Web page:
In 1975, Chase was so popular that there was talk of renaming Saturday Night Live the Chevy Chase ShowNew York magazine ran a cover story hailing Chase as “the funniest man in America”.  And an NBC exec referred to him as “the first real potential successor to Johnny Carson.”  There were rumors Chase would guest host for Carson on the Tonight Show.

Chase dismissed talk of taking over the Tonight Show saying “I’d never be tied down for five years interviewing TV personalities.”  Ironic considering Chase would eventually host a late night talk show of his own.  Carson responded to Chase’s claims by saying he “couldn’t ad-lib a fart after a baked-bean dinner.”

chase - snl 2

Chevy Chase – Saturday Night Live – 1975-1976

Chase’s contract as a writer for SNL was only for one year.  After the first season, Chase decided not to return to Saturday Night Live.  He fired his manager, Bernie Brillstein, who also represented Lorne Michaels and signed with the powerful William Morris agency.  Michaels, who had been close with Chase, felt betrayed by the way Chase left the show without notice.

According to Chase, the show never recovered from his departure:

I felt that once I left it wasn’t as good. We had done what we had come to do that first year, which was to parody television and to satirize political events. And once you ran out of that either A) because you did all the jokes, or the novelty had ceased to exist, or B) because others were now doing what you had started off doing and were winning Emmys for, or C) because everybody won Emmys and they were all full of themselves and they were starting to write “in” jokes, then the show was not going to be as good and therefore was just going to go downhill. And it seemed to me that after I left that happened.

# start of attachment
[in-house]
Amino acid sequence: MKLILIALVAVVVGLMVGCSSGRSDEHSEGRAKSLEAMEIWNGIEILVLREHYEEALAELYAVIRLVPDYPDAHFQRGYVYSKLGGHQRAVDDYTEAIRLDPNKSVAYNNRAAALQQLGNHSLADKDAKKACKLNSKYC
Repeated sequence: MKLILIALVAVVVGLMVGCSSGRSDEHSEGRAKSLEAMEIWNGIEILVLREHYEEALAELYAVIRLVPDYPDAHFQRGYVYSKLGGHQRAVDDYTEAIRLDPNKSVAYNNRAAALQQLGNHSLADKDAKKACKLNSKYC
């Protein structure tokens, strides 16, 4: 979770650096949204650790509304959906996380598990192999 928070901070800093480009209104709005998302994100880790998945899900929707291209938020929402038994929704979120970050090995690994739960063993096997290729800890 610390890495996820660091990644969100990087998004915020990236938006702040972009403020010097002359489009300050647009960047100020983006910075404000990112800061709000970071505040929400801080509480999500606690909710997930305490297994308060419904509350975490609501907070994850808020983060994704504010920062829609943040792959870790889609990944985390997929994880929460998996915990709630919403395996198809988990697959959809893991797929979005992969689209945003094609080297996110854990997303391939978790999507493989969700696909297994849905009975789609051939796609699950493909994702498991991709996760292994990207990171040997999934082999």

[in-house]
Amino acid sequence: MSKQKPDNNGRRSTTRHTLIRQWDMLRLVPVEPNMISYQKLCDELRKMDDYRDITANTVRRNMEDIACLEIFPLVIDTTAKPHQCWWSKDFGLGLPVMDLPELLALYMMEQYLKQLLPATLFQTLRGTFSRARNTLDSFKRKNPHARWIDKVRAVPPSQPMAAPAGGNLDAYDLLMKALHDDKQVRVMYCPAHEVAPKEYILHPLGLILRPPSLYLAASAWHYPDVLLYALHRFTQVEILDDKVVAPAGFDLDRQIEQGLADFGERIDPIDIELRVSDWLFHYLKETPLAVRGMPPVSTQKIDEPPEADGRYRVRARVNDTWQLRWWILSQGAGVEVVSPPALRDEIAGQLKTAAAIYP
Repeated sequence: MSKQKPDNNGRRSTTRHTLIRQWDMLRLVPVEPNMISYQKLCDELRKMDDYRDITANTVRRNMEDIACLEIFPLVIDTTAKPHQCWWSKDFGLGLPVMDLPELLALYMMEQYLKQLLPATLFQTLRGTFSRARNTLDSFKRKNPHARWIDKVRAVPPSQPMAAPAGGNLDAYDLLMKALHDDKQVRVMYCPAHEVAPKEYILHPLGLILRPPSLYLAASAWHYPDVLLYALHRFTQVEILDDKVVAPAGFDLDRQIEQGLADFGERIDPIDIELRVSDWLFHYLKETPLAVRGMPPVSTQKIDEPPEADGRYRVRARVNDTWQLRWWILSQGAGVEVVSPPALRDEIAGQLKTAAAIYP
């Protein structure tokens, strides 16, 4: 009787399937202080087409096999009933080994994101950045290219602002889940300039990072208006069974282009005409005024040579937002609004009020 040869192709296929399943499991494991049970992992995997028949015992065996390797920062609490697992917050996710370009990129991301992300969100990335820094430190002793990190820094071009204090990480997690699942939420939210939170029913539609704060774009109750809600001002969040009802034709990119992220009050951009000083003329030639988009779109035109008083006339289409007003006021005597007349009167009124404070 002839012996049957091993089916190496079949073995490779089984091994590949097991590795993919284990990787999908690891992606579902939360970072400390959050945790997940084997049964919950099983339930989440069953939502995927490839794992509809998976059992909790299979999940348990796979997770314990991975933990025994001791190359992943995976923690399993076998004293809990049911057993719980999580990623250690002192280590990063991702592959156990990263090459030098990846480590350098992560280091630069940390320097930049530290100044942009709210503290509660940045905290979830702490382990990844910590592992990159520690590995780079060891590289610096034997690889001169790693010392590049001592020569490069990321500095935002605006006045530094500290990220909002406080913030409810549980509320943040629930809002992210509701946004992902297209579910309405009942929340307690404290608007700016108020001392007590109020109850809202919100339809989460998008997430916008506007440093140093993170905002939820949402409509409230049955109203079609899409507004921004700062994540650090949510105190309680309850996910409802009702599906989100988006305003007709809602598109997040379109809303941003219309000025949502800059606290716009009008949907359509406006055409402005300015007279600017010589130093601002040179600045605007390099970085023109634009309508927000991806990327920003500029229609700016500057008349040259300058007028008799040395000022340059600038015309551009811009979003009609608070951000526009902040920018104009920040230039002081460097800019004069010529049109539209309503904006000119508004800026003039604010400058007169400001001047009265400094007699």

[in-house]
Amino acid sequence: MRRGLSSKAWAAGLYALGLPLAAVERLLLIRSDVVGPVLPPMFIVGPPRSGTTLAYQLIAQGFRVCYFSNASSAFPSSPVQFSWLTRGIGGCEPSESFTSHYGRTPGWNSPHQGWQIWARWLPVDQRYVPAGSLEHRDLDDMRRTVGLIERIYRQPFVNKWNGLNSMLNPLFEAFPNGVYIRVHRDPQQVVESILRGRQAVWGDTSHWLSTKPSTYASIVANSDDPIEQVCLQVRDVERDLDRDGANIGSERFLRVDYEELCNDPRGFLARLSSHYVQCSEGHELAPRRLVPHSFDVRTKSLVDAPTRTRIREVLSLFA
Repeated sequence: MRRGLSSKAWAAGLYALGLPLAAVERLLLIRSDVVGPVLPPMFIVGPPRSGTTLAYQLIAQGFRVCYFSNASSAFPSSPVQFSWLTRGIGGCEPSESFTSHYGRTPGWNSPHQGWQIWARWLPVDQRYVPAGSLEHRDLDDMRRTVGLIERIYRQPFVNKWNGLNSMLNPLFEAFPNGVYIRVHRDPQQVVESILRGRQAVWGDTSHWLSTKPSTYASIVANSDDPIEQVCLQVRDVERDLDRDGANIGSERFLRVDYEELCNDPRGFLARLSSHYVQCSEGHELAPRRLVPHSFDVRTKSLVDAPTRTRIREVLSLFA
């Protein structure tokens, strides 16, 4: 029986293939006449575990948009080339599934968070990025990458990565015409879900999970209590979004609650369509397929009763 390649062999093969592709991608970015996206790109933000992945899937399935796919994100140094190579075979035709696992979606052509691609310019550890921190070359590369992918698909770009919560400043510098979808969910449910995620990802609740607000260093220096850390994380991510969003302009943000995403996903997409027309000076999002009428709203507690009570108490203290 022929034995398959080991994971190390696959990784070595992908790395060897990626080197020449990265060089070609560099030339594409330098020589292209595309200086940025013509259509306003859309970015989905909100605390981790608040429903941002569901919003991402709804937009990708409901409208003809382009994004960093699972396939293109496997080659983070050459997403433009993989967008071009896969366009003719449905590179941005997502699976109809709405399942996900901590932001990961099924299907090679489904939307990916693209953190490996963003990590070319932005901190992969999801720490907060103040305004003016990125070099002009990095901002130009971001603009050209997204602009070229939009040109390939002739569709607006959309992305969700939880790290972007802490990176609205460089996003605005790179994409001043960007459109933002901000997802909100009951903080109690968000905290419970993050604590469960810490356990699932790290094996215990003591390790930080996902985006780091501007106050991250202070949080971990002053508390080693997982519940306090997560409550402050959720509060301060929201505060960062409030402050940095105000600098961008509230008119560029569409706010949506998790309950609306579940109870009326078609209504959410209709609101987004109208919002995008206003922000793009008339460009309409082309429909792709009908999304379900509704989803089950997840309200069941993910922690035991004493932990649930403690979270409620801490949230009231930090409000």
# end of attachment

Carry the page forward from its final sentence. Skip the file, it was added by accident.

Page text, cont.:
These days, Chase claims that he left Saturday Night Live for love.  He was dating model Jacqueline Carlin at the time.  According to Chase, she demanded that he move out to Hollywood if he wanted to continue seeing her.  But staff writer Tom Davis claims that at the time, Chase told him he was leaving the show for “money – lots of money”.

Chase moved out west and immediately married Carlin.  The couple divorced after 17 turbulent months.  Carlin filed for divorce citing threats of violence.  Meanwhile, Chase was appearing in his own prime time specials on NBC.

During Saturday Night Live’s second season, Chase returned as a host.  When he did, he insisted on taking the Weekend Update segment back from Jane Curtin who had been hosting the bit since he left the show.  Chase claimed this upset Curtin, but she insisted that “Chevy was expecting a reaction he wasn’t getting from me.”

Chase’s return did get a reaction from Bill Murray who had replaced Chase on the cast in the show’s second season.  Belushi, served as an instigator telling Murray that Chase was looking to get his old job back.  Murray confronted Chase and a fight ensued moments before the show was about to start.  Laraine Newman recalled:

“I don’t know if Chevy provoked it or not.  But it culminated with Billy saying to Chevy, ‘Why don’t you fuck your wife once in a while? She needs it.’ And I don’t even remember who threw the first punch, Billy or Chevy. But it was ugly.”